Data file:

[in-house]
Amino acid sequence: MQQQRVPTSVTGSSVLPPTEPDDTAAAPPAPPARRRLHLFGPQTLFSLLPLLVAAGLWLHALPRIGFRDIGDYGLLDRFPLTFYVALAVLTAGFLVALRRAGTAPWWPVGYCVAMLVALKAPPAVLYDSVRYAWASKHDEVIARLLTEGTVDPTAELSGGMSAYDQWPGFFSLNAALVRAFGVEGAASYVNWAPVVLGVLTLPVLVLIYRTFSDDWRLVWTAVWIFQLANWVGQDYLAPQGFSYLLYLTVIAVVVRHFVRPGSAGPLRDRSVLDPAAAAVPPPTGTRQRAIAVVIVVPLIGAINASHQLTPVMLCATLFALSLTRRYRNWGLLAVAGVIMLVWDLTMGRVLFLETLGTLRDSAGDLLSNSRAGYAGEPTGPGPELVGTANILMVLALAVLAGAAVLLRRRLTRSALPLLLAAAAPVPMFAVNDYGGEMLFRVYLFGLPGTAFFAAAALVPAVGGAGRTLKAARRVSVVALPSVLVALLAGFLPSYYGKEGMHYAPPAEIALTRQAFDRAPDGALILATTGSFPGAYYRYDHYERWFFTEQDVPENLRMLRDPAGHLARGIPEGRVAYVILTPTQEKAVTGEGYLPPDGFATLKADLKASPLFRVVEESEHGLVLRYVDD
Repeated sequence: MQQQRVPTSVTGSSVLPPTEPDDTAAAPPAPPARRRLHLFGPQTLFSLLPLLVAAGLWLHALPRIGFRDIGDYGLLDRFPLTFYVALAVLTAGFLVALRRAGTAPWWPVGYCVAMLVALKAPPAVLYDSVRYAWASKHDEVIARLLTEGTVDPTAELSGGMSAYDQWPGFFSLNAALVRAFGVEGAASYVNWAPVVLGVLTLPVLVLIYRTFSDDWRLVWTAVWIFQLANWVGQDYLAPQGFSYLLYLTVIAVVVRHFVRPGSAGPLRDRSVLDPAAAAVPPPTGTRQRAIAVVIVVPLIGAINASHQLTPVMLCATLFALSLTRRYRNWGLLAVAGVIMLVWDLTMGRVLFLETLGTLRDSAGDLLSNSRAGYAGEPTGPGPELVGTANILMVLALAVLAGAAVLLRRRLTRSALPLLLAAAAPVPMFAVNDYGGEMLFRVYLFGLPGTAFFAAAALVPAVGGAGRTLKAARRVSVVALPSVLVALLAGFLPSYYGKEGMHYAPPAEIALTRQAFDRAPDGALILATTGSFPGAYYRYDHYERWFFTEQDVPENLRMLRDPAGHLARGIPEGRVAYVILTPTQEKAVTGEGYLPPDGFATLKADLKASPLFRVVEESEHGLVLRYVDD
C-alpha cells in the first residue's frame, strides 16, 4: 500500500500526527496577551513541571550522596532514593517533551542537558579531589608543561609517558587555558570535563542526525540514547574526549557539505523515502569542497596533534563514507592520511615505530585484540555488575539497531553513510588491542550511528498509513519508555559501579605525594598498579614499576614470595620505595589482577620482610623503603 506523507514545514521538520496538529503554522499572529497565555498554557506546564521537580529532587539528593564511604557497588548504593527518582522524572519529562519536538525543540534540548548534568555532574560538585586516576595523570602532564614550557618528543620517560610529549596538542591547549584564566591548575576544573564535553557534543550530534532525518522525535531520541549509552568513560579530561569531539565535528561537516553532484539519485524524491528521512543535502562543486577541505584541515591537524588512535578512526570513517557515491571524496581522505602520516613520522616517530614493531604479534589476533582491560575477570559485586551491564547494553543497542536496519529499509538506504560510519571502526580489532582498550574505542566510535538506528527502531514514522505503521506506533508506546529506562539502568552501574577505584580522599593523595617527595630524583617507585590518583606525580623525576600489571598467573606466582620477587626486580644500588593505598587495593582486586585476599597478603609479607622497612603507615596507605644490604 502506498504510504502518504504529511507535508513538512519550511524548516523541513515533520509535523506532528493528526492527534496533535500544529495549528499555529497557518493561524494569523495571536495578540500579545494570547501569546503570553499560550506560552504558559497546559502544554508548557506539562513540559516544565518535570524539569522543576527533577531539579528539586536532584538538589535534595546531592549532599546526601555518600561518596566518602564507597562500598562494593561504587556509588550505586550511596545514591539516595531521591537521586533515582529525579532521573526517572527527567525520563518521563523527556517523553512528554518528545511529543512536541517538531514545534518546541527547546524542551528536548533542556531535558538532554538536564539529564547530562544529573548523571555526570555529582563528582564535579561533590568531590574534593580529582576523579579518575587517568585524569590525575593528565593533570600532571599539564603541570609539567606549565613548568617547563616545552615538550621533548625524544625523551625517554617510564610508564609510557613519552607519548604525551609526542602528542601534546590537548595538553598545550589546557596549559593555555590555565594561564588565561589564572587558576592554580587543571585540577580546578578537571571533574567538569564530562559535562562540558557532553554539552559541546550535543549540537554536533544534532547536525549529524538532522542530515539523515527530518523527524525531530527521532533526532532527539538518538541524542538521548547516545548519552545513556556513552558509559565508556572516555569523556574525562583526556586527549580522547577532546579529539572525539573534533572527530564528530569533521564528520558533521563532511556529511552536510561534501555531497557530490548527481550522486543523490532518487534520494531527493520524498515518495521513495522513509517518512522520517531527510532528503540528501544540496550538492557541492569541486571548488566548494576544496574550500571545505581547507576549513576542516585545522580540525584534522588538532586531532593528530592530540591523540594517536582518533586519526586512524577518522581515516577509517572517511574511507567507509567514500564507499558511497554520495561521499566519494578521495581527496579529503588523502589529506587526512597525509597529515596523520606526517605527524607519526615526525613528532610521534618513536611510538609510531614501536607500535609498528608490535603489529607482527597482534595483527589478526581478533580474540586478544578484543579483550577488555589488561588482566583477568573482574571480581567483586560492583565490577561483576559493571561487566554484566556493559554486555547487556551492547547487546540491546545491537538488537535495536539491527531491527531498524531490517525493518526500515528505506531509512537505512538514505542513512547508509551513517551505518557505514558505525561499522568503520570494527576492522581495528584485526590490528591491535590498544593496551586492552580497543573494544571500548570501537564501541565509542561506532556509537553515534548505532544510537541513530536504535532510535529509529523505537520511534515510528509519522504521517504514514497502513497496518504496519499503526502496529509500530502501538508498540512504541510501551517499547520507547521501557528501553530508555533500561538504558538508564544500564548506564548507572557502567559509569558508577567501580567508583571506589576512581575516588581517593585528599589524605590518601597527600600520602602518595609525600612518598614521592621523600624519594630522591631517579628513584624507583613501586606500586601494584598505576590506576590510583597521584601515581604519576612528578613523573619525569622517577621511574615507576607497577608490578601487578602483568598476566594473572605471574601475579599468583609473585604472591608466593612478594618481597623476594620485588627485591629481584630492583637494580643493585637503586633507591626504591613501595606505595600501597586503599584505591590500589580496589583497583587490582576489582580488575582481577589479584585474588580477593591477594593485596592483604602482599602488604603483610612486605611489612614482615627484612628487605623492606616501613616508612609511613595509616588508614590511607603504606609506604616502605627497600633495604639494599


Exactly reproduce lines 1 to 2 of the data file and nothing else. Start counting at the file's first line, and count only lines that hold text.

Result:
[in-house]
Amino acid sequence: MQQQRVPTSVTGSSVLPPTEPDDTAAAPPAPPARRRLHLFGPQTLFSLLPLLVAAGLWLHALPRIGFRDIGDYGLLDRFPLTFYVALAVLTAGFLVALRRAGTAPWWPVGYCVAMLVALKAPPAVLYDSVRYAWASKHDEVIARLLTEGTVDPTAELSGGMSAYDQWPGFFSLNAALVRAFGVEGAASYVNWAPVVLGVLTLPVLVLIYRTFSDDWRLVWTAVWIFQLANWVGQDYLAPQGFSYLLYLTVIAVVVRHFVRPGSAGPLRDRSVLDPAAAAVPPPTGTRQRAIAVVIVVPLIGAINASHQLTPVMLCATLFALSLTRRYRNWGLLAVAGVIMLVWDLTMGRVLFLETLGTLRDSAGDLLSNSRAGYAGEPTGPGPELVGTANILMVLALAVLAGAAVLLRRRLTRSALPLLLAAAAPVPMFAVNDYGGEMLFRVYLFGLPGTAFFAAAALVPAVGGAGRTLKAARRVSVVALPSVLVALLAGFLPSYYGKEGMHYAPPAEIALTRQAFDRAPDGALILATTGSFPGAYYRYDHYERWFFTEQDVPENLRMLRDPAGHLARGIPEGRVAYVILTPTQEKAVTGEGYLPPDGFATLKADLKASPLFRVVEESEHGLVLRYVDD